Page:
In contrast, in 2019 the Canadian Province of British Columbia passed legislation requiring that the Declaration is implemented.
The law does not guarantee justice. Its implementation plan is still to be tested and judicial interpretations will shape its impact.
However, as one example, its explicit interest in ensuring that First Nations’ people are involved in decisions about mining on indigenous lands provides a marked contrast with the Australian state of Queensland which, in 2019 overrode the Wangan and Jagalingou indigenous nation’s objections to a mining development by simply extinguishing its title to the land and transferring it to the mining company.
The Declaration, instead, requires good faith negotiations to establish indigenous ‘free, prior and informed consent’ before a mining project may proceed. The strength of the British Columbian law, in this respect, is yet to be tested and will be a major determinant of just how effective that law is as a protector of the indigenous right to self-determination.
Reconciliation requires substantive policy measures. It also requires secure institutional arrangements to protect indigenous authority over their own affairs, on the one hand, and substantive and distinctive participation in state decision-making on the other. It requires measures that secure indigenous people’s trust and confidence in the state and secures their acceptance that self-determination, and its constituent human rights, belong not by the government’s benevolence but by indigenous humanity.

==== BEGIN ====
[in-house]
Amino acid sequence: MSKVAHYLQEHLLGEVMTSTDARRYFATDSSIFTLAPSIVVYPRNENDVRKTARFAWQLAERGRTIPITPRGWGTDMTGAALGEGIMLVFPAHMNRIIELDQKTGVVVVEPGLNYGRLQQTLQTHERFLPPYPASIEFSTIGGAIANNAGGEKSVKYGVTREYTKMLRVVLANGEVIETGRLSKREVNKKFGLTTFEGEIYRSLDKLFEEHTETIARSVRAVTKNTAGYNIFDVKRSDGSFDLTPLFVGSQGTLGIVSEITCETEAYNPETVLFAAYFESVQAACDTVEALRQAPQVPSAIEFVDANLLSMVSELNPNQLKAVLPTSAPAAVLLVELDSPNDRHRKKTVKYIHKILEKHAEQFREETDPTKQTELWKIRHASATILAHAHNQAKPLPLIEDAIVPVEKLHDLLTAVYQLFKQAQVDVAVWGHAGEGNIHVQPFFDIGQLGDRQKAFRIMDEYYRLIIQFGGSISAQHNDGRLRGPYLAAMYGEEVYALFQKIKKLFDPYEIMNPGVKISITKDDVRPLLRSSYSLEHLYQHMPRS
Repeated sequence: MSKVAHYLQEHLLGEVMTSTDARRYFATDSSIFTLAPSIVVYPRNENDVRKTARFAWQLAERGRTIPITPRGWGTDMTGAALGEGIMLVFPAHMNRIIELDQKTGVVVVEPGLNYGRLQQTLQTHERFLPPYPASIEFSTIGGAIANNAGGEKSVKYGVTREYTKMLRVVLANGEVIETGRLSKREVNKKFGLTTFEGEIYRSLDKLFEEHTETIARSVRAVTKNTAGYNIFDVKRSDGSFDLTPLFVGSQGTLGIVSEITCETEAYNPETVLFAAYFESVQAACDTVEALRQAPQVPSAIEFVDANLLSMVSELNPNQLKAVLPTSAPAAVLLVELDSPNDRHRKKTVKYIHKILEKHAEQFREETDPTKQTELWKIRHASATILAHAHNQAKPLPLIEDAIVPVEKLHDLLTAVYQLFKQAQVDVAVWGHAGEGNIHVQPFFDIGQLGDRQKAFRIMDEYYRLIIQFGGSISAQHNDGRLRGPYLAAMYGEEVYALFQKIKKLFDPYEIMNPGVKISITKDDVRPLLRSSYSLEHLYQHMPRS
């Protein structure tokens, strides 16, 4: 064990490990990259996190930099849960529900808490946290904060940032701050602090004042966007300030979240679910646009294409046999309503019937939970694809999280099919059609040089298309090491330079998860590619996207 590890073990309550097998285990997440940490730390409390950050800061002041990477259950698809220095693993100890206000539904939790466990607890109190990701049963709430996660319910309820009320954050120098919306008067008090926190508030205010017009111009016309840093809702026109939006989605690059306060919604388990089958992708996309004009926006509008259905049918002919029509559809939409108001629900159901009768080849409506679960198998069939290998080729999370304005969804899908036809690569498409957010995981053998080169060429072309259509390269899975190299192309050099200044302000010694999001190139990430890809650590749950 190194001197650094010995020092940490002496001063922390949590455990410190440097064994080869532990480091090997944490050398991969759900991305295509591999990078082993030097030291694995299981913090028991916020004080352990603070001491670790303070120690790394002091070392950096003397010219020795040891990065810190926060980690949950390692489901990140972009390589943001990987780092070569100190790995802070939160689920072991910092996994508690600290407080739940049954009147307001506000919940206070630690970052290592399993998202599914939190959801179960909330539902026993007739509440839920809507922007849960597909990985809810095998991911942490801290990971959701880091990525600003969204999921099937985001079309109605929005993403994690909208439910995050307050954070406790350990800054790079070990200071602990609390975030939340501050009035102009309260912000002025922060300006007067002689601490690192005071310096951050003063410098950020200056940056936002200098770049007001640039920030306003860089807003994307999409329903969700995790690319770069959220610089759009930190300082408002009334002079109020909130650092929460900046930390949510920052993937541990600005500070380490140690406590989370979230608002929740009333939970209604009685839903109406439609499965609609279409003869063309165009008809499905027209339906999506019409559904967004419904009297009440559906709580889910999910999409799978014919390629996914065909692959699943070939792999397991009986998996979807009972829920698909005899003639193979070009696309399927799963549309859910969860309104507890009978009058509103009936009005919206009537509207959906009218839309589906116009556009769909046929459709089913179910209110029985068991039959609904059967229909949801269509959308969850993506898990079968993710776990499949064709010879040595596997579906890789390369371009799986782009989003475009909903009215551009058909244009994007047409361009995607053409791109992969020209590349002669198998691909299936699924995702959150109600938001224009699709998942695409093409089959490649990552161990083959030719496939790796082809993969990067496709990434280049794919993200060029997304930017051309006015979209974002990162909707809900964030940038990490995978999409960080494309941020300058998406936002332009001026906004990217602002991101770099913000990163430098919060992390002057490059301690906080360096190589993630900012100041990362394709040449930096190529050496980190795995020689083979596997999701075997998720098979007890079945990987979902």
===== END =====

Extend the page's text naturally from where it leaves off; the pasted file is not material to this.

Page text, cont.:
Dominic O’Sullivan is Associate Professor of Political Science at Charles Sturt University, Australia and Adjunct Professor in the Centre for Maori Health Research at the Auckland University of Technology, New Zealand. He has published extensively on comparative indigenous politics and public policy. ‘We Are Here to Stay’: citizenship, sovereignty and the UN Declaration on the Rights of Indigenous Peoples is his seventh and most recent book and was published last month by the Australian National University Press. A further book Sharing the Sovereign: indigenous peoples, recognition, treaties and the state will be published by Palgrave Macmillan early in 2021.